OSHA will hold a meeting May 14, 2019, in Washington, D.C., to solicit public comments and suggestions from stakeholders on issues relating to whistleblower protection under Section 11(c) of the Occupational Safety and Health Act.
This is the third in a series of meetings at which OSHA is seeking public input on how it can improve whistleblower customer service, and enhance public understanding of the whistleblower laws. Continue reading»
Management leadership is a core element of a workplace safety and health program. Accelerate your program and show your commitment in your workplace. Take 3 in 30!
Download the Take 3 in 30 challenge and share in your workplace and on social media!
The 6th annual National Safety Stand-Down to prevent falls will take place the week of May 6-10, 2019. The Stand-Down was conceived by OSHA in 2014 as part of the National Falls Campaign to raise awareness surrounding the severity of fall hazards in construction and the importance of preventing them. It’s an opportunity for employers to pause work and have a conversation with workers about fall hazards, protective methods, and the company’s safety policies, goals and expectations. This should also be an opportunity for workers to talk to management about any fall hazards they see.
Want more information on what the Stand-Down is and why you should participate? Check out our About the Stand-Down page and video. Need posters, training materials, free hard hat stickers or worker handouts? Visit our One-Stop Stand-Down Shop for everything you need to conduct your own stand-down.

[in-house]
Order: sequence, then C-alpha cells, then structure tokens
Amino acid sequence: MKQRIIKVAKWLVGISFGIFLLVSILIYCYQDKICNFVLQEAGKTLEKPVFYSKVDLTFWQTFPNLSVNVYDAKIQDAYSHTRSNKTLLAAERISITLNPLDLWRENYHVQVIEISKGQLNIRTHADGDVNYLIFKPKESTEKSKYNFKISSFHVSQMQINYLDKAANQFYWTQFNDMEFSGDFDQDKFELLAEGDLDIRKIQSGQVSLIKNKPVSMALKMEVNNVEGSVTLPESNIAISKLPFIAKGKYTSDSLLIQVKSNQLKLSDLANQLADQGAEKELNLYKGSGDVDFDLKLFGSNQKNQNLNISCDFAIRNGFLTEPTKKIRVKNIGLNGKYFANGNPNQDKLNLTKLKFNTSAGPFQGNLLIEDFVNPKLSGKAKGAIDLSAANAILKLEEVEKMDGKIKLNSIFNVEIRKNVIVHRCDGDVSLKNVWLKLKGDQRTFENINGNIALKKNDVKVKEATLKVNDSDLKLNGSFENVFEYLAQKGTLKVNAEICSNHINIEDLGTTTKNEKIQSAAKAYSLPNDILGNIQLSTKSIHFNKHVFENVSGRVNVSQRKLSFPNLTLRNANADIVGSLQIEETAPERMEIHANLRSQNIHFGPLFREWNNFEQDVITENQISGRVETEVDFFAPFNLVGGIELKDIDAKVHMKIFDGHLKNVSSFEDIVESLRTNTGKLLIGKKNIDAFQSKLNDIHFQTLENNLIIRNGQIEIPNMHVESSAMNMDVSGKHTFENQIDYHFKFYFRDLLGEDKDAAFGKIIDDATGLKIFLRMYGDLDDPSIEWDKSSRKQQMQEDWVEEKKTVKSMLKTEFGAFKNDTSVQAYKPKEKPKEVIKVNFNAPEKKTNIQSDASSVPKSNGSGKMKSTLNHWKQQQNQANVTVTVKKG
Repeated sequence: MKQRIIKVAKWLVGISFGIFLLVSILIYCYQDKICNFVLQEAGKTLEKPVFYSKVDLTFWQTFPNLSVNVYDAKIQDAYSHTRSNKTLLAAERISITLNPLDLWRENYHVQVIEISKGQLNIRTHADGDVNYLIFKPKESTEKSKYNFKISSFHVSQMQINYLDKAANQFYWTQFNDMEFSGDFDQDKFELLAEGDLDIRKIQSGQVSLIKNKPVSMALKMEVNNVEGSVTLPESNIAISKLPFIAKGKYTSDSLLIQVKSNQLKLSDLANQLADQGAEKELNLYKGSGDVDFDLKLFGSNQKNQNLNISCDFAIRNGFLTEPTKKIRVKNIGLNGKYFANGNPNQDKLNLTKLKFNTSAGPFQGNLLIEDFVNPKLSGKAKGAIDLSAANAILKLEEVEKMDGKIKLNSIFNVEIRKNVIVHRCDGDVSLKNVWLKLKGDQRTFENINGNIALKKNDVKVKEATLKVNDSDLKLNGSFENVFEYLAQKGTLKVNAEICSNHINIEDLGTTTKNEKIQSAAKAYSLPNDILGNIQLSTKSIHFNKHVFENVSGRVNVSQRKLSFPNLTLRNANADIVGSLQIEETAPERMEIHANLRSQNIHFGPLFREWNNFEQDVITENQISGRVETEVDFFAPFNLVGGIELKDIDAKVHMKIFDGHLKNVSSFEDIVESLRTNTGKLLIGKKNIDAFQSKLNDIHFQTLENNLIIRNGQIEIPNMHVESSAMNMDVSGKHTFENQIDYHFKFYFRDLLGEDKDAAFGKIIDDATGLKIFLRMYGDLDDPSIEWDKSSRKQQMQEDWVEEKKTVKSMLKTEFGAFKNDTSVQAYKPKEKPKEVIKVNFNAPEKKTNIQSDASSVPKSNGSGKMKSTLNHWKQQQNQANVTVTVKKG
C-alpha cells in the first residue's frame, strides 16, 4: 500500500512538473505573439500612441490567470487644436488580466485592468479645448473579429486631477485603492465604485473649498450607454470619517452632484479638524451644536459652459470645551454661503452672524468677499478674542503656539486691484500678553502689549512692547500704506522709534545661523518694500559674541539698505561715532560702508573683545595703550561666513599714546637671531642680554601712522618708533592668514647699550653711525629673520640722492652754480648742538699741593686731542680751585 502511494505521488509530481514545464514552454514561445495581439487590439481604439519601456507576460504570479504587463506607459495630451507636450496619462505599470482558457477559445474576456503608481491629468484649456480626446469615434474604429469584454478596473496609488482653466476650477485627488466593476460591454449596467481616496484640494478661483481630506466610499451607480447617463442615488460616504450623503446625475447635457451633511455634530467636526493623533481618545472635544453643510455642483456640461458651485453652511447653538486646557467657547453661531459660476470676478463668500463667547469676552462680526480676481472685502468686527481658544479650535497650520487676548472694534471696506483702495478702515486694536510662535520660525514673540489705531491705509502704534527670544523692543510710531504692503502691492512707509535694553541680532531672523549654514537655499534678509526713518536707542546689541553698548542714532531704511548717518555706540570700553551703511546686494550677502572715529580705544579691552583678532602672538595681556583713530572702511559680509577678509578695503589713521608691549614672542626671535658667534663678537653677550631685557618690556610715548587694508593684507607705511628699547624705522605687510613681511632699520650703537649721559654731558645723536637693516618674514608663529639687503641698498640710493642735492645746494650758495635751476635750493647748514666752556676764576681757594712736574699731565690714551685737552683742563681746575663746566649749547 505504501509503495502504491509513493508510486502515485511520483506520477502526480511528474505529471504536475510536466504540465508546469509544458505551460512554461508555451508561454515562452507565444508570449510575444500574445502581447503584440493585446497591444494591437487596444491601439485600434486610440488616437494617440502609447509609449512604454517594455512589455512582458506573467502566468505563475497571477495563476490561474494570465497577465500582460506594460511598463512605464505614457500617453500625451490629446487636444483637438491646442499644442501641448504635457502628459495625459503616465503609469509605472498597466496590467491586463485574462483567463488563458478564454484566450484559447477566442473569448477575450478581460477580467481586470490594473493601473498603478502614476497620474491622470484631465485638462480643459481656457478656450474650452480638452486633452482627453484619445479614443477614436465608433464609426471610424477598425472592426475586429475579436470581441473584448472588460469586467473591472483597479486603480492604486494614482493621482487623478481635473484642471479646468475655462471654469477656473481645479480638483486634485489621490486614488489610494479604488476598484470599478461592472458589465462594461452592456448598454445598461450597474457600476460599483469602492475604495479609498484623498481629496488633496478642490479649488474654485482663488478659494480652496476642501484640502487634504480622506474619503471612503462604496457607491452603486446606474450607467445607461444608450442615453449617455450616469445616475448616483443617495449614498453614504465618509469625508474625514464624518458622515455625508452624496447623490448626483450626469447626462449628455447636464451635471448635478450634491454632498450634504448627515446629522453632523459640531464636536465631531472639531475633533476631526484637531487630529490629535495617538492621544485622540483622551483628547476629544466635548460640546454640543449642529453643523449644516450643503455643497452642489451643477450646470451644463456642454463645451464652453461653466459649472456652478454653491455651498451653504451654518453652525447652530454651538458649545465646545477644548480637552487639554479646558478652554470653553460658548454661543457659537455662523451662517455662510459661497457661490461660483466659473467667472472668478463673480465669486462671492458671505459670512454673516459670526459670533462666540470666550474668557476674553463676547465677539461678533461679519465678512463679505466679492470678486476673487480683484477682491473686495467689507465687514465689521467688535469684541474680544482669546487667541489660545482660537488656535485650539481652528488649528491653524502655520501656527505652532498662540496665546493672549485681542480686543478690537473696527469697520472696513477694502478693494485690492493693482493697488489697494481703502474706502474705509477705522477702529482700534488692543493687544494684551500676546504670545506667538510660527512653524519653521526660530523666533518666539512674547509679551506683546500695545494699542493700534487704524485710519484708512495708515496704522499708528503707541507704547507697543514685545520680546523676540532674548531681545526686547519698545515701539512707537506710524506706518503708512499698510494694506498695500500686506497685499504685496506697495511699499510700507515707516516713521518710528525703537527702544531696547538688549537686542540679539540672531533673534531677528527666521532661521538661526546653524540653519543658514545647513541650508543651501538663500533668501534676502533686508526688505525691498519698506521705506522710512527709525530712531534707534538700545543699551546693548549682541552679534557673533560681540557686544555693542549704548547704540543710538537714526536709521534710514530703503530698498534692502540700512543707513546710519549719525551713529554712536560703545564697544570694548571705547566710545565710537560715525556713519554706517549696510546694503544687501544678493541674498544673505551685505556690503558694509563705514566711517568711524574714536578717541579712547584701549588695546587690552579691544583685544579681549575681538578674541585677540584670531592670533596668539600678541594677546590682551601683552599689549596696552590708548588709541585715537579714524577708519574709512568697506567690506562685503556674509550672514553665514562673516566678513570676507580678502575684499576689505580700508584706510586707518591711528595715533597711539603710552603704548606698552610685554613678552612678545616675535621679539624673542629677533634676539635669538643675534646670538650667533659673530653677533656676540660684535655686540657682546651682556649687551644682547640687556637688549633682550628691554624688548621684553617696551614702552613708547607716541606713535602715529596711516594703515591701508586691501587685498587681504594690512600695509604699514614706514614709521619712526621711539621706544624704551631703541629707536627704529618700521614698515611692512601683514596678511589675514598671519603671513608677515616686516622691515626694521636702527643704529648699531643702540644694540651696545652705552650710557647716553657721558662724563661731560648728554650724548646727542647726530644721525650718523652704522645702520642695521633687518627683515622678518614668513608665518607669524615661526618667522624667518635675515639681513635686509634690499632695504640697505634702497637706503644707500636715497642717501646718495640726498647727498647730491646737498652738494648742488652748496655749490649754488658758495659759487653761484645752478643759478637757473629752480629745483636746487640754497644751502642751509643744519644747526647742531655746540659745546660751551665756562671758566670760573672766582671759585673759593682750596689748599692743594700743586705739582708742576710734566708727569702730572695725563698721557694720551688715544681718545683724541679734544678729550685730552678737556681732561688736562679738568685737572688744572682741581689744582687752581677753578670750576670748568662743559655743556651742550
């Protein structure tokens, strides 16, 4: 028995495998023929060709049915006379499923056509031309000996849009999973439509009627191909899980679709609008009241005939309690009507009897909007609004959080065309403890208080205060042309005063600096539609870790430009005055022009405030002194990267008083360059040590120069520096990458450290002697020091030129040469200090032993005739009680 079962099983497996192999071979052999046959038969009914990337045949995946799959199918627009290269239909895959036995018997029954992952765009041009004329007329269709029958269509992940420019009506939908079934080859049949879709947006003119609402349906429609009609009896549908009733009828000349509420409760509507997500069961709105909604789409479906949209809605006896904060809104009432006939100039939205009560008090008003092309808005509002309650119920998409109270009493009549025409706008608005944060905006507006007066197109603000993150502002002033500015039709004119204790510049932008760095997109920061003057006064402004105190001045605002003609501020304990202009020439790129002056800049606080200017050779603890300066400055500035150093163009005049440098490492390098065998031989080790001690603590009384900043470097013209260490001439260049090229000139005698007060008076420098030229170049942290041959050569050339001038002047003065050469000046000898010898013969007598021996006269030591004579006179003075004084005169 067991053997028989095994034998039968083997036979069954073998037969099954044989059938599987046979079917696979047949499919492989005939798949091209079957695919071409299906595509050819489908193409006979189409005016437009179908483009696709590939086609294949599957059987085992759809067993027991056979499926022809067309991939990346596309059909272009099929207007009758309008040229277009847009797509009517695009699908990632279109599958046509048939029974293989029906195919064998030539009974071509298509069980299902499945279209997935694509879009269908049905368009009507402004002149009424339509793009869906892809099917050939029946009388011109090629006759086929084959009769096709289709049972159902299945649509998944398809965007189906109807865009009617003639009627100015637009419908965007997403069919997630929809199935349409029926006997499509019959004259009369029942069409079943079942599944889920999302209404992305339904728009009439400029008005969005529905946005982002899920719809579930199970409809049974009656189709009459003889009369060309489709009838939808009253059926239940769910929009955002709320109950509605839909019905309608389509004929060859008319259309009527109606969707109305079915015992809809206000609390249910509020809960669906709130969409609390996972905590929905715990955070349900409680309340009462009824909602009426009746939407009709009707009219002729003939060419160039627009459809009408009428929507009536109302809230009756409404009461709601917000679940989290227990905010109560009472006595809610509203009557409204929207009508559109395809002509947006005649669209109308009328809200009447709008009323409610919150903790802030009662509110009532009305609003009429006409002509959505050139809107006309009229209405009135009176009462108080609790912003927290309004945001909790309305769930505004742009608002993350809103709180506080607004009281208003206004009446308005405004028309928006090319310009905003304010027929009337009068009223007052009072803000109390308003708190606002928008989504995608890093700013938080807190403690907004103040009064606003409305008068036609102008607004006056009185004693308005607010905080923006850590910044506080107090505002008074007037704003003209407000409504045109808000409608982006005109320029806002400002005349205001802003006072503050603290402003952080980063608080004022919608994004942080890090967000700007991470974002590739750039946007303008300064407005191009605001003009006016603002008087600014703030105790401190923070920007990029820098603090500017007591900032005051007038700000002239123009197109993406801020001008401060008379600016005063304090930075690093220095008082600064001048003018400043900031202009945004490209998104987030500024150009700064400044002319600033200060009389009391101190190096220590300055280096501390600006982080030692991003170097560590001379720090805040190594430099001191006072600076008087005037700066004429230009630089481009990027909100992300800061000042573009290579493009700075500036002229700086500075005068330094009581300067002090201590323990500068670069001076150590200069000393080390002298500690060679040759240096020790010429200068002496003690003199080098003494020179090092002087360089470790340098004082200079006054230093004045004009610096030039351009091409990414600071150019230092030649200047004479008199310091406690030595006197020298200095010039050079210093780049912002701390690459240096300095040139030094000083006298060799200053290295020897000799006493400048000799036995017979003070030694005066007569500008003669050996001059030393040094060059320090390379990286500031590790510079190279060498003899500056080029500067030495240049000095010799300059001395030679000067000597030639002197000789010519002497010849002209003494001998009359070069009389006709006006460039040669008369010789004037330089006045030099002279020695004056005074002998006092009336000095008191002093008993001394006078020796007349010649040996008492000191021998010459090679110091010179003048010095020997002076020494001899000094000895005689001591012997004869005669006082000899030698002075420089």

New resources for 2019 include:
- A Written Fall Protection & Rescue Plan – Developing and implementing a detailed fall protection plan is essential to protect all workers at risk for a fall. Click here to use any and all sections that are applicable to your jobsite(s).
- The 2019 5-Day Stand-Down Plan – Not sure where to get started? Follow our 5-Day plan to participate all week long, or simply handpick a few daily activities from the list.
- A Social Media Guide – Want to promote the Stand-Down with your members or constituents? Check out the suggested social media posts in our 2019 Stand-Down Social Media Guide.
- New Infographics – A whole series of falls-related CPWR-NIOSH cobranded infographics is available, with 4 new topics for 2019: Have a Rescue Plan to Prevent Suspension Trauma, The Right Length Lanyard Will Protect Workers In A Fall, Fatal Falls Highest in Construction, and a Snapshot of Fatal Falls in Construction.
- New Video – Safe Ladder Practices in Roofing was developed by the Roofing r2p Partnership (National Roofing Contractors Association (NRCA) and the United Union of Roofers and Waterproofers & Allied Workers, and CPWR) and focuses on ladder safety during roofing work and how the free NIOSH ladder safety app can help.
The U.S. Department of Labor’s Occupational Safety and Health Administration (OSHA) is requesting information as the Agency considers rulemaking to update the powered industrial trucks standards for general, maritime, and construction industries. The standards became effective in 1971, and were based on industry consensus standards from 1969. Since then, national consensus standards have been updated several times.